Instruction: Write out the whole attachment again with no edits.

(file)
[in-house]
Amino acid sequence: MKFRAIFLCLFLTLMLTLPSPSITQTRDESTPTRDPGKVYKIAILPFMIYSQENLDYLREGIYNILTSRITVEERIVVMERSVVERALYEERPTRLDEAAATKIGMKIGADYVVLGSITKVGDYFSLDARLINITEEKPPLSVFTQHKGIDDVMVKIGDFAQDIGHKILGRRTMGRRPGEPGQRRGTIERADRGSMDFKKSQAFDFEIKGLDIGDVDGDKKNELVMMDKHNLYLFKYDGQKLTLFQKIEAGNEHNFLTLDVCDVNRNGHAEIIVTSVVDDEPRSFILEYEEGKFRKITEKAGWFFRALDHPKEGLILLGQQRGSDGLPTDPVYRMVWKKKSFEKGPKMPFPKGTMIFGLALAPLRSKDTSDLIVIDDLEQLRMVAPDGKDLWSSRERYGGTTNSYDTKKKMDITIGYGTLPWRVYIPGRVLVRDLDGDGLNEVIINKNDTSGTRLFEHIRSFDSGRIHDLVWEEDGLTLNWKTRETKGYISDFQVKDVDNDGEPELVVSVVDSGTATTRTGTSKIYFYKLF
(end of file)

[in-house]
Amino acid sequence: MKFRAIFLCLFLTLMLTLPSPSITQTRDESTPTRDPGKVYKIAILPFMIYSQENLDYLREGIYNILTSRITVEERIVVMERSVVERALYEERPTRLDEAAATKIGMKIGADYVVLGSITKVGDYFSLDARLINITEEKPPLSVFTQHKGIDDVMVKIGDFAQDIGHKILGRRTMGRRPGEPGQRRGTIERADRGSMDFKKSQAFDFEIKGLDIGDVDGDKKNELVMMDKHNLYLFKYDGQKLTLFQKIEAGNEHNFLTLDVCDVNRNGHAEIIVTSVVDDEPRSFILEYEEGKFRKITEKAGWFFRALDHPKEGLILLGQQRGSDGLPTDPVYRMVWKKKSFEKGPKMPFPKGTMIFGLALAPLRSKDTSDLIVIDDLEQLRMVAPDGKDLWSSRERYGGTTNSYDTKKKMDITIGYGTLPWRVYIPGRVLVRDLDGDGLNEVIINKNDTSGTRLFEHIRSFDSGRIHDLVWEEDGLTLNWKTRETKGYISDFQVKDVDNDGEPELVVSVVDSGTATTRTGTSKIYFYKLF